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First Results in from Research Exploring Pollution and Climate Change in West Africa
September 15, 2016
Scientists say the first results of a 5-year project to measure atmospheric conditions over southern West Africa are in, with encouraging results for better understanding pollution sources and acting on climate change. The DACCIWA researchers measured air-pollution plumes that originate in Accra, Abidjan, Lomé, and Cotonou, to map the relationship between emissions that originate in the coastal cities and their impact up to 300 kilometers inland.
The haze-generating plumes show high amounts of organic matter, said Peter Knippertz, a professor at Karlsruhe Institute of Technology in Germany and head of the DACCIWA team. The practice of burning trash, agricultural waste and charcoal fuels contributes to the high particulate count.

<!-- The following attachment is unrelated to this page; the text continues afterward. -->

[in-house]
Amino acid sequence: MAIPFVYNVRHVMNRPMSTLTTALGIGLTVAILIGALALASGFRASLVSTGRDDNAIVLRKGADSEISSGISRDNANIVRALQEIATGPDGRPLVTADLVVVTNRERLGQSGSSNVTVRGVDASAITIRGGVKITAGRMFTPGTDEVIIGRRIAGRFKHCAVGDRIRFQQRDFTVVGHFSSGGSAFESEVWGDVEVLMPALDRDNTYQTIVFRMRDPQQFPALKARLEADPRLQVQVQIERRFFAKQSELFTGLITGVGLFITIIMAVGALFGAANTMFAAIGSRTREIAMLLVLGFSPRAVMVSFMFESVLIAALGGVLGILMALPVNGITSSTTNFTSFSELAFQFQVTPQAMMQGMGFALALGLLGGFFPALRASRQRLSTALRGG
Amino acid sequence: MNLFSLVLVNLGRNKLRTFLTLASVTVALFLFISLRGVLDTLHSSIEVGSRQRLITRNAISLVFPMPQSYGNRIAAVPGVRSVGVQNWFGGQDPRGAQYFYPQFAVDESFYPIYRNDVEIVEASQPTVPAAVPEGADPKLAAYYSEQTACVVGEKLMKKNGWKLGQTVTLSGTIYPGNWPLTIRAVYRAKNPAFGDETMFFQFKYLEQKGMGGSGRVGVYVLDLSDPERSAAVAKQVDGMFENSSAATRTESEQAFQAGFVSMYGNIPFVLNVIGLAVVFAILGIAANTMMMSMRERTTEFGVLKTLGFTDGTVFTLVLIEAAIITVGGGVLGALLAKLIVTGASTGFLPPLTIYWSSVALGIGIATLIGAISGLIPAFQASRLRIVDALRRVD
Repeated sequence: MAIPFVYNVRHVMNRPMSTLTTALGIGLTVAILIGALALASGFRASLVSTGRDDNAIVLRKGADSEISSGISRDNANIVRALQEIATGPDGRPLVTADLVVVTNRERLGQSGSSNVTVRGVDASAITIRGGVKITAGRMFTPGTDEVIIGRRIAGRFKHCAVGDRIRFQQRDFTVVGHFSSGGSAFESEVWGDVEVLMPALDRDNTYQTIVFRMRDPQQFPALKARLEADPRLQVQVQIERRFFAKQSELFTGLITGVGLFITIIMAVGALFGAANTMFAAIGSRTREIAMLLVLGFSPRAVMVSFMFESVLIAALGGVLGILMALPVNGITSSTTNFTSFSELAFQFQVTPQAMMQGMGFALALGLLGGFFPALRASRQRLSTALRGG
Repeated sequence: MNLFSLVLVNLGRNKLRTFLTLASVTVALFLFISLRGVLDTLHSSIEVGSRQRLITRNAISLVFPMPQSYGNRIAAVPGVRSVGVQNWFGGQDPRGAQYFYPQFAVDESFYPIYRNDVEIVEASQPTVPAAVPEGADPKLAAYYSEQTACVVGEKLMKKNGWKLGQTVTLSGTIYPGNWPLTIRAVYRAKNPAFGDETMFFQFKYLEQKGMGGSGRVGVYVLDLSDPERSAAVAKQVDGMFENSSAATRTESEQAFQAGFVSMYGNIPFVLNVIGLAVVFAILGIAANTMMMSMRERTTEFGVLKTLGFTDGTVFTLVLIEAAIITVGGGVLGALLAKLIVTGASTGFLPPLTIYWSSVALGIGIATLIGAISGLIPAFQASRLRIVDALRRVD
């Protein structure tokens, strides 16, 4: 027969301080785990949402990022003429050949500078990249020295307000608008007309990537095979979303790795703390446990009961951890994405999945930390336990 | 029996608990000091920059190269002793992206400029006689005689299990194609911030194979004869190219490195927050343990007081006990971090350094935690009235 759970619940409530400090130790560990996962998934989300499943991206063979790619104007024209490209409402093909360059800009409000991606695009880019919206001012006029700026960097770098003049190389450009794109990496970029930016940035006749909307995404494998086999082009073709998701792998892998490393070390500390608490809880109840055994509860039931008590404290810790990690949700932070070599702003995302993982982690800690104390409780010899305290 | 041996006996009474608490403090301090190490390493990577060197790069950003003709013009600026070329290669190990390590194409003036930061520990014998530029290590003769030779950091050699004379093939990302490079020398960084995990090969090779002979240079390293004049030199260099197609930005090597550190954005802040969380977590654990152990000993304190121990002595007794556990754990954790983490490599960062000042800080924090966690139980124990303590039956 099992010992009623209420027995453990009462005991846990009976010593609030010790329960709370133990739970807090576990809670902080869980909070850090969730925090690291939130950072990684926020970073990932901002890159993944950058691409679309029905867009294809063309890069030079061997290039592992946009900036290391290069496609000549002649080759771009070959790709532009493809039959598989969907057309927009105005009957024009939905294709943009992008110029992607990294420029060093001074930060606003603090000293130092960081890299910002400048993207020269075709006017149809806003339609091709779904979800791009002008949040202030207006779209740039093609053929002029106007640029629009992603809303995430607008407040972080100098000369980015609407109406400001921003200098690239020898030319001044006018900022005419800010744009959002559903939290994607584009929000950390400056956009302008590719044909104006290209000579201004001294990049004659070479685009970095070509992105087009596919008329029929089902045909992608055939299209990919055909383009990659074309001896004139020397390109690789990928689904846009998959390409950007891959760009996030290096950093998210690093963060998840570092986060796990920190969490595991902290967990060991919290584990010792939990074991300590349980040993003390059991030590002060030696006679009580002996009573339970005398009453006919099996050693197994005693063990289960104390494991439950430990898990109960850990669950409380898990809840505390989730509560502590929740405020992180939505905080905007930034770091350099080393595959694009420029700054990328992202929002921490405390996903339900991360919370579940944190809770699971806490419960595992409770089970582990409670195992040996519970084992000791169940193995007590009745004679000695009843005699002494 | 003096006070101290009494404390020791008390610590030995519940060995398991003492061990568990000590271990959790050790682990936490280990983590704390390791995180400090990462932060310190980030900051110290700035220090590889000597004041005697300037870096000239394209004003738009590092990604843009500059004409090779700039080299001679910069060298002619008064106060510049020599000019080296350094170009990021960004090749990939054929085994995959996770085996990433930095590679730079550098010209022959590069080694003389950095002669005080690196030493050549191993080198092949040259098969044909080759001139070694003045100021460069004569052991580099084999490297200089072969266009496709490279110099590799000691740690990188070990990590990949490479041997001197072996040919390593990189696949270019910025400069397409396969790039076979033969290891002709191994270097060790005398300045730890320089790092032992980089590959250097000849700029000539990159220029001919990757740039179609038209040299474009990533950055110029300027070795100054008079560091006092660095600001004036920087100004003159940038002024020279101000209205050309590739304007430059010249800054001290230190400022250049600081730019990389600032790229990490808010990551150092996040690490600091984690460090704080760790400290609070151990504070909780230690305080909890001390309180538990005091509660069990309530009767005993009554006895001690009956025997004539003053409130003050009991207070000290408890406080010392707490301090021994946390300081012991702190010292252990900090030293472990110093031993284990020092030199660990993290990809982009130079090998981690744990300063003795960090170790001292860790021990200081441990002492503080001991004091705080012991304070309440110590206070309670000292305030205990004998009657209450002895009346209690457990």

That, in turn, combines with sea salt from the south and wind-blown Saharan dust from the north, to create unique atmospheric conditions in West Africa. When combined with power plant and oil-industry carbon emissions, the plumes waft inland and affect the savannahs and inland forests of the region. The haze changes available sunlight and affects temperature, wind, cloud formation and particle-altered rainfall.